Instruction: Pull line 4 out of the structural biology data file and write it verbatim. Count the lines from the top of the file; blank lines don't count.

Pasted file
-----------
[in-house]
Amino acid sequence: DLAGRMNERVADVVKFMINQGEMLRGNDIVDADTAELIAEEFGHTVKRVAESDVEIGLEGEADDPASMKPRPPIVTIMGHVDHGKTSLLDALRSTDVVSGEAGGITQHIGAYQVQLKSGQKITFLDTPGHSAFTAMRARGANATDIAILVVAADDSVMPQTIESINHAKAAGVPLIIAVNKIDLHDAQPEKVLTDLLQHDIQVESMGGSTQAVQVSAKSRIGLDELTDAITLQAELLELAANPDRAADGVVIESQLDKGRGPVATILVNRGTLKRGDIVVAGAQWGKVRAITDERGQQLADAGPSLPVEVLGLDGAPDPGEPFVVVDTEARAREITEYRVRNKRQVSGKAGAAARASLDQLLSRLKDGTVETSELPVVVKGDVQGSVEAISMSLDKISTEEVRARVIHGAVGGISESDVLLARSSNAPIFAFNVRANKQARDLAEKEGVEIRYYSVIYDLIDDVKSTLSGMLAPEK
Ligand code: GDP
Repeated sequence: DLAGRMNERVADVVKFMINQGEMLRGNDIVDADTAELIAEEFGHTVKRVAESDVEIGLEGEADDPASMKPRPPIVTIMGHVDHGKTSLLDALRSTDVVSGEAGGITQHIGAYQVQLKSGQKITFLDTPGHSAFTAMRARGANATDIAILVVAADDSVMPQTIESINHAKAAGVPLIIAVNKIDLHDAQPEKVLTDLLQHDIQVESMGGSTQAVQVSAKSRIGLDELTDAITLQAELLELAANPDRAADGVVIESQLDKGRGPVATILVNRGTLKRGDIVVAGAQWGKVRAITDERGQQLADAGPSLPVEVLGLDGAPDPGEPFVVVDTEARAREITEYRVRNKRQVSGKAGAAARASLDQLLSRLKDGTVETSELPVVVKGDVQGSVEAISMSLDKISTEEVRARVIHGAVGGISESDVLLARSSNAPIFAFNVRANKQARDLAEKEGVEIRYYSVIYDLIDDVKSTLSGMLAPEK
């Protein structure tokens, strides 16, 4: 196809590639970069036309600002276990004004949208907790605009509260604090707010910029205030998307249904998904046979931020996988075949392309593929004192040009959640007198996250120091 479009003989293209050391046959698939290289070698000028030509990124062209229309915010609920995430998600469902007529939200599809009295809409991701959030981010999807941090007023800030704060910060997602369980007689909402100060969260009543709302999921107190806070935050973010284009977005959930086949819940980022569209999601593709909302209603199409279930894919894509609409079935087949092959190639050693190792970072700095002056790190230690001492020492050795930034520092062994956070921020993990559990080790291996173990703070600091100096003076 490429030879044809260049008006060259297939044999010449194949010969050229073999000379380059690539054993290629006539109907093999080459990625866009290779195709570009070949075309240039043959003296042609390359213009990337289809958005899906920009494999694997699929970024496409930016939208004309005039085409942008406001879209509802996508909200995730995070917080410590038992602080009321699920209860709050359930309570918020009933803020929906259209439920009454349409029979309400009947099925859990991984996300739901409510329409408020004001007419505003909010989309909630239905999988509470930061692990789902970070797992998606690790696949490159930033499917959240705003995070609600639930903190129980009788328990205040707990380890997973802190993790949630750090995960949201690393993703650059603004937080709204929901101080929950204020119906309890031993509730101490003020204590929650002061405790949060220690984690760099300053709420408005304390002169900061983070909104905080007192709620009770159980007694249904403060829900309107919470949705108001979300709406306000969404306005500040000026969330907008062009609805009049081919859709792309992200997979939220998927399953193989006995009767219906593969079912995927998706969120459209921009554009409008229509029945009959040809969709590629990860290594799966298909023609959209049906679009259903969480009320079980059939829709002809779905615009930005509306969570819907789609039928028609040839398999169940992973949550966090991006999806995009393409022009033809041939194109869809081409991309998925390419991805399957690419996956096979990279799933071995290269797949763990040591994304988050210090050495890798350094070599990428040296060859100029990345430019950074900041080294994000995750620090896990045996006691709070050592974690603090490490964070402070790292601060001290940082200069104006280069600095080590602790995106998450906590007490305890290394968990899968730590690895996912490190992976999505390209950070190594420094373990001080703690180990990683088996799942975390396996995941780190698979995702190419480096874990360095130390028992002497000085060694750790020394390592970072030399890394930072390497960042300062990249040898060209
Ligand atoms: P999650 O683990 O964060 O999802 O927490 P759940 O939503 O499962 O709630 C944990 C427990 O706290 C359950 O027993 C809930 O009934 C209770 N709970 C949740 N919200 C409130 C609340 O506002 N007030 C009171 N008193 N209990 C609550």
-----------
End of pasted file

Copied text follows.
Repeated sequence: DLAGRMNERVADVVKFMINQGEMLRGNDIVDADTAELIAEEFGHTVKRVAESDVEIGLEGEADDPASMKPRPPIVTIMGHVDHGKTSLLDALRSTDVVSGEAGGITQHIGAYQVQLKSGQKITFLDTPGHSAFTAMRARGANATDIAILVVAADDSVMPQTIESINHAKAAGVPLIIAVNKIDLHDAQPEKVLTDLLQHDIQVESMGGSTQAVQVSAKSRIGLDELTDAITLQAELLELAANPDRAADGVVIESQLDKGRGPVATILVNRGTLKRGDIVVAGAQWGKVRAITDERGQQLADAGPSLPVEVLGLDGAPDPGEPFVVVDTEARAREITEYRVRNKRQVSGKAGAAARASLDQLLSRLKDGTVETSELPVVVKGDVQGSVEAISMSLDKISTEEVRARVIHGAVGGISESDVLLARSSNAPIFAFNVRANKQARDLAEKEGVEIRYYSVIYDLIDDVKSTLSGMLAPEK